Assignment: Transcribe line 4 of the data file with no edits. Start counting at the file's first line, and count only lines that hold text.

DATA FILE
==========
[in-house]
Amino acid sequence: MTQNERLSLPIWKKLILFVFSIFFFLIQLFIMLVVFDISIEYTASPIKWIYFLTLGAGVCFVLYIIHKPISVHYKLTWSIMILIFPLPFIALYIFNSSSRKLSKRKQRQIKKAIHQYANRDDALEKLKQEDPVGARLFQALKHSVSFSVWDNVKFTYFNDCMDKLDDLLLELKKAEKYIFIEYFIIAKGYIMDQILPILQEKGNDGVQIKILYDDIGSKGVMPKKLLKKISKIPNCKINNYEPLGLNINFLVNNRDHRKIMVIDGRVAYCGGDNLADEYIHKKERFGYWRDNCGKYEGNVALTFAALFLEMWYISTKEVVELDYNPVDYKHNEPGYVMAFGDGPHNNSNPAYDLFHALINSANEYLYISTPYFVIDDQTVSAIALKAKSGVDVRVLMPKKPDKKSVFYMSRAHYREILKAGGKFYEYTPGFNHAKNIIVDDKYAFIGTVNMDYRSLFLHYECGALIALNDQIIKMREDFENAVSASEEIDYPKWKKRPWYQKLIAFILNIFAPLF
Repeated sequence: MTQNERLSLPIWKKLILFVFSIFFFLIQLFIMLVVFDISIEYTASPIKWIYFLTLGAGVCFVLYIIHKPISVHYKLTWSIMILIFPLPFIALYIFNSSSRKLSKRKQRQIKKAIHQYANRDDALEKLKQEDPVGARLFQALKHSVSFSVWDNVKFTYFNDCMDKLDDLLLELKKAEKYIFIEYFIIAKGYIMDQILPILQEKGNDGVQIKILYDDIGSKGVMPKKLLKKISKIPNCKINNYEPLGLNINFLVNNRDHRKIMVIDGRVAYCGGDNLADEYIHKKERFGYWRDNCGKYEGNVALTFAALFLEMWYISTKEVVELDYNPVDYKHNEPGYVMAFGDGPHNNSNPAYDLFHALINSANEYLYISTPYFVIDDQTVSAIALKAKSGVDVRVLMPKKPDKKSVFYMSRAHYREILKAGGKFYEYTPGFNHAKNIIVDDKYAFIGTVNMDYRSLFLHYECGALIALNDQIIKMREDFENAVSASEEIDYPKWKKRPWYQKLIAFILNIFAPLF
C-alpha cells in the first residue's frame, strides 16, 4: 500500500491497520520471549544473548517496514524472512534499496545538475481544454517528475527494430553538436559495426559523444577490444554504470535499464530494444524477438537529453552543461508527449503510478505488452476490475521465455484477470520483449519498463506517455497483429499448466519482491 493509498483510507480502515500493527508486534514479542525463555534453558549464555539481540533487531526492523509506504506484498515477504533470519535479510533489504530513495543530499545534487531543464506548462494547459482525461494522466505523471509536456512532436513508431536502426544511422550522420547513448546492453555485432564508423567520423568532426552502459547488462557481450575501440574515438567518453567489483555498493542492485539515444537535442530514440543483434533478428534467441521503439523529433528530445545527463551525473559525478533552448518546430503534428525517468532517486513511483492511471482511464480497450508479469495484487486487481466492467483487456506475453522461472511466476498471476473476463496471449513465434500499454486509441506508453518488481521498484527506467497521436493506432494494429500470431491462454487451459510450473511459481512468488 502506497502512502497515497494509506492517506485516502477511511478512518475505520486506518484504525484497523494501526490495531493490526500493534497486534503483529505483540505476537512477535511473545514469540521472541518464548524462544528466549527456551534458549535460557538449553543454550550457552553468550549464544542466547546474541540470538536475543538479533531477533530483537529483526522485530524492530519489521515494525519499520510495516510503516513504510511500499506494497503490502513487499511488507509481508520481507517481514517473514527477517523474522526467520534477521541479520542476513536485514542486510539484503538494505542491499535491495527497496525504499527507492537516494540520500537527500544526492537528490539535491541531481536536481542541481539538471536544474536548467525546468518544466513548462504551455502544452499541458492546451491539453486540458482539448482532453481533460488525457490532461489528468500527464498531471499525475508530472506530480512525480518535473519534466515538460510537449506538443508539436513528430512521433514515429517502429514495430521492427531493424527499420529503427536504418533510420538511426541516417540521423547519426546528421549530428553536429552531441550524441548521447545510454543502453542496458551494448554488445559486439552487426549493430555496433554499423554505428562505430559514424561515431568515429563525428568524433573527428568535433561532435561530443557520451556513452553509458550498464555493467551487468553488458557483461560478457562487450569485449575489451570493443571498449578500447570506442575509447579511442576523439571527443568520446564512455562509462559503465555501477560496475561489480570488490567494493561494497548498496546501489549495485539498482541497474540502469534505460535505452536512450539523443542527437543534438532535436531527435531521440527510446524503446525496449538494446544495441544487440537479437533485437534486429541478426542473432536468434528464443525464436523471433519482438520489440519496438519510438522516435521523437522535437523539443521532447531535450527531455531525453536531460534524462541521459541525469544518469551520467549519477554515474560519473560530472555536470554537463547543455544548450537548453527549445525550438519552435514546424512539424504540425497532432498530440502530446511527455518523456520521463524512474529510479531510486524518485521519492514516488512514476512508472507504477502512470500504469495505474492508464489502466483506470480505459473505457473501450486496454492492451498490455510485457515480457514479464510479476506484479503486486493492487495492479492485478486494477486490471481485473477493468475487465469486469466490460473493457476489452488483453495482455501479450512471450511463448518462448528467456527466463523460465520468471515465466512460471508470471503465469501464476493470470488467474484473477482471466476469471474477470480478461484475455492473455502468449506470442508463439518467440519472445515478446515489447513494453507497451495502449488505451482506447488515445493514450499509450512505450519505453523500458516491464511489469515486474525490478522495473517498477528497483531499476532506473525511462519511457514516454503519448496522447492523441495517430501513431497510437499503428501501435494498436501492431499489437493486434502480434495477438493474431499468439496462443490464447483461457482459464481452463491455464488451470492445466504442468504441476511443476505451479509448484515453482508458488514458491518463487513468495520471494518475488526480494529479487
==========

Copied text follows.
C-alpha cells in the first residue's frame, strides 16, 4: 500500500491497520520471549544473548517496514524472512534499496545538475481544454517528475527494430553538436559495426559523444577490444554504470535499464530494444524477438537529453552543461508527449503510478505488452476490475521465455484477470520483449519498463506517455497483429499448466519482491 493509498483510507480502515500493527508486534514479542525463555534453558549464555539481540533487531526492523509506504506484498515477504533470519535479510533489504530513495543530499545534487531543464506548462494547459482525461494522466505523471509536456512532436513508431536502426544511422550522420547513448546492453555485432564508423567520423568532426552502459547488462557481450575501440574515438567518453567489483555498493542492485539515444537535442530514440543483434533478428534467441521503439523529433528530445545527463551525473559525478533552448518546430503534428525517468532517486513511483492511471482511464480497450508479469495484487486487481466492467483487456506475453522461472511466476498471476473476463496471449513465434500499454486509441506508453518488481521498484527506467497521436493506432494494429500470431491462454487451459510450473511459481512468488 502506497502512502497515497494509506492517506485516502477511511478512518475505520486506518484504525484497523494501526490495531493490526500493534497486534503483529505483540505476537512477535511473545514469540521472541518464548524462544528466549527456551534458549535460557538449553543454550550457552553468550549464544542466547546474541540470538536475543538479533531477533530483537529483526522485530524492530519489521515494525519499520510495516510503516513504510511500499506494497503490502513487499511488507509481508520481507517481514517473514527477517523474522526467520534477521541479520542476513536485514542486510539484503538494505542491499535491495527497496525504499527507492537516494540520500537527500544526492537528490539535491541531481536536481542541481539538471536544474536548467525546468518544466513548462504551455502544452499541458492546451491539453486540458482539448482532453481533460488525457490532461489528468500527464498531471499525475508530472506530480512525480518535473519534466515538460510537449506538443508539436513528430512521433514515429517502429514495430521492427531493424527499420529503427536504418533510420538511426541516417540521423547519426546528421549530428553536429552531441550524441548521447545510454543502453542496458551494448554488445559486439552487426549493430555496433554499423554505428562505430559514424561515431568515429563525428568524433573527428568535433561532435561530443557520451556513452553509458550498464555493467551487468553488458557483461560478457562487450569485449575489451570493443571498449578500447570506442575509447579511442576523439571527443568520446564512455562509462559503465555501477560496475561489480570488490567494493561494497548498496546501489549495485539498482541497474540502469534505460535505452536512450539523443542527437543534438532535436531527435531521440527510446524503446525496449538494446544495441544487440537479437533485437534486429541478426542473432536468434528464443525464436523471433519482438520489440519496438519510438522516435521523437522535437523539443521532447531535450527531455531525453536531460534524462541521459541525469544518469551520467549519477554515474560519473560530472555536470554537463547543455544548450537548453527549445525550438519552435514546424512539424504540425497532432498530440502530446511527455518523456520521463524512474529510479531510486524518485521519492514516488512514476512508472507504477502512470500504469495505474492508464489502466483506470480505459473505457473501450486496454492492451498490455510485457515480457514479464510479476506484479503486486493492487495492479492485478486494477486490471481485473477493468475487465469486469466490460473493457476489452488483453495482455501479450512471450511463448518462448528467456527466463523460465520468471515465466512460471508470471503465469501464476493470470488467474484473477482471466476469471474477470480478461484475455492473455502468449506470442508463439518467440519472445515478446515489447513494453507497451495502449488505451482506447488515445493514450499509450512505450519505453523500458516491464511489469515486474525490478522495473517498477528497483531499476532506473525511462519511457514516454503519448496522447492523441495517430501513431497510437499503428501501435494498436501492431499489437493486434502480434495477438493474431499468439496462443490464447483461457482459464481452463491455464488451470492445466504442468504441476511443476505451479509448484515453482508458488514458491518463487513468495520471494518475488526480494529479487